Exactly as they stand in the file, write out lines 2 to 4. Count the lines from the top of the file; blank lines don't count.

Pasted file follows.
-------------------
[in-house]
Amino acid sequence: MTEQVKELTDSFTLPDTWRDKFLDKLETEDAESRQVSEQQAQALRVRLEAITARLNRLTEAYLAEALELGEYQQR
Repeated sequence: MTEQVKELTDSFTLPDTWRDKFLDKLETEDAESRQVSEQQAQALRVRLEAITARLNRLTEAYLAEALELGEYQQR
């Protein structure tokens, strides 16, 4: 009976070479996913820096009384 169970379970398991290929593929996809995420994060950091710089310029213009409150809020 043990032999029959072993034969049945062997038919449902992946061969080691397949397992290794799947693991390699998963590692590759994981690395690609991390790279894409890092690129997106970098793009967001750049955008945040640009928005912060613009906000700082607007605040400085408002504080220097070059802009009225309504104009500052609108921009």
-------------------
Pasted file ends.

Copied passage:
Amino acid sequence: MTEQVKELTDSFTLPDTWRDKFLDKLETEDAESRQVSEQQAQALRVRLEAITARLNRLTEAYLAEALELGEYQQR
Repeated sequence: MTEQVKELTDSFTLPDTWRDKFLDKLETEDAESRQVSEQQAQALRVRLEAITARLNRLTEAYLAEALELGEYQQR
């Protein structure tokens, strides 16, 4: 009976070479996913820096009384 169970379970398991290929593929996809995420994060950091710089310029213009409150809020 043990032999029959072993034969049945062997038919449902992946061969080691397949397992290794799947693991390699998963590692590759994981690395690609991390790279894409890092690129997106970098793009967001750049955008945040640009928005912060613009906000700082607007605040400085408002504080220097070059802009009225309504104009500052609108921009």